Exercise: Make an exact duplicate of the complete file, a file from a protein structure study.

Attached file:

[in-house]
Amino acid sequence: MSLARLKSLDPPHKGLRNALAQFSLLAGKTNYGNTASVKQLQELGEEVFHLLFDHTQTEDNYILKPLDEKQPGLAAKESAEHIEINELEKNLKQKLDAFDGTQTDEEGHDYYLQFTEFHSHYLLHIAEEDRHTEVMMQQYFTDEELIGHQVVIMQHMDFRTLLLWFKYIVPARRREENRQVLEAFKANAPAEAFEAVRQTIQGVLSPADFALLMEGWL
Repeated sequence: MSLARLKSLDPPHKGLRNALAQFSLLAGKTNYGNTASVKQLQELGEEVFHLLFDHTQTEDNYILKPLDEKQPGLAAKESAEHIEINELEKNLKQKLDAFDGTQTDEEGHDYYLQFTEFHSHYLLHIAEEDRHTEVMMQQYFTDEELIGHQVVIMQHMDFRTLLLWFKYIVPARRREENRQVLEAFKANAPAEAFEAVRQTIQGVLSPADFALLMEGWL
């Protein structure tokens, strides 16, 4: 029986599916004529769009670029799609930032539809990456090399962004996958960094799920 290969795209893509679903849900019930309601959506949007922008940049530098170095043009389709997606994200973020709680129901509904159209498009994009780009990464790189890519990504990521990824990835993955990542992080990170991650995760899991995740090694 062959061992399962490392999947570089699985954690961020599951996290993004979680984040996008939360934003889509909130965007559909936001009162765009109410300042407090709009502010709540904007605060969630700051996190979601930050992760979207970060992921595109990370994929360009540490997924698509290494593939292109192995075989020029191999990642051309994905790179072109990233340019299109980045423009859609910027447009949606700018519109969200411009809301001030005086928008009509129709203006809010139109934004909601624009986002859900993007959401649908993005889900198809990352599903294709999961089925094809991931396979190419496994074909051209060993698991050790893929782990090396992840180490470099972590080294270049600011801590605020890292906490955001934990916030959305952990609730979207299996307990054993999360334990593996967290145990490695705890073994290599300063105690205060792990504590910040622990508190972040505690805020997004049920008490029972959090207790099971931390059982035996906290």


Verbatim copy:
[in-house]
Amino acid sequence: MSLARLKSLDPPHKGLRNALAQFSLLAGKTNYGNTASVKQLQELGEEVFHLLFDHTQTEDNYILKPLDEKQPGLAAKESAEHIEINELEKNLKQKLDAFDGTQTDEEGHDYYLQFTEFHSHYLLHIAEEDRHTEVMMQQYFTDEELIGHQVVIMQHMDFRTLLLWFKYIVPARRREENRQVLEAFKANAPAEAFEAVRQTIQGVLSPADFALLMEGWL
Repeated sequence: MSLARLKSLDPPHKGLRNALAQFSLLAGKTNYGNTASVKQLQELGEEVFHLLFDHTQTEDNYILKPLDEKQPGLAAKESAEHIEINELEKNLKQKLDAFDGTQTDEEGHDYYLQFTEFHSHYLLHIAEEDRHTEVMMQQYFTDEELIGHQVVIMQHMDFRTLLLWFKYIVPARRREENRQVLEAFKANAPAEAFEAVRQTIQGVLSPADFALLMEGWL
């Protein structure tokens, strides 16, 4: 029986599916004529769009670029799609930032539809990456090399962004996958960094799920 290969795209893509679903849900019930309601959506949007922008940049530098170095043009389709997606994200973020709680129901509904159209498009994009780009990464790189890519990504990521990824990835993955990542992080990170991650995760899991995740090694 062959061992399962490392999947570089699985954690961020599951996290993004979680984040996008939360934003889509909130965007559909936001009162765009109410300042407090709009502010709540904007605060969630700051996190979601930050992760979207970060992921595109990370994929360009540490997924698509290494593939292109192995075989020029191999990642051309994905790179072109990233340019299109980045423009859609910027447009949606700018519109969200411009809301001030005086928008009509129709203006809010139109934004909601624009986002859900993007959401649908993005889900198809990352599903294709999961089925094809991931396979190419496994074909051209060993698991050790893929782990090396992840180490470099972590080294270049600011801590605020890292906490955001934990916030959305952990609730979207299996307990054993999360334990593996967290145990490695705890073994290599300063105690205060792990504590910040622990508190972040505690805020997004049920008490029972959090207790099971931390059982035996906290």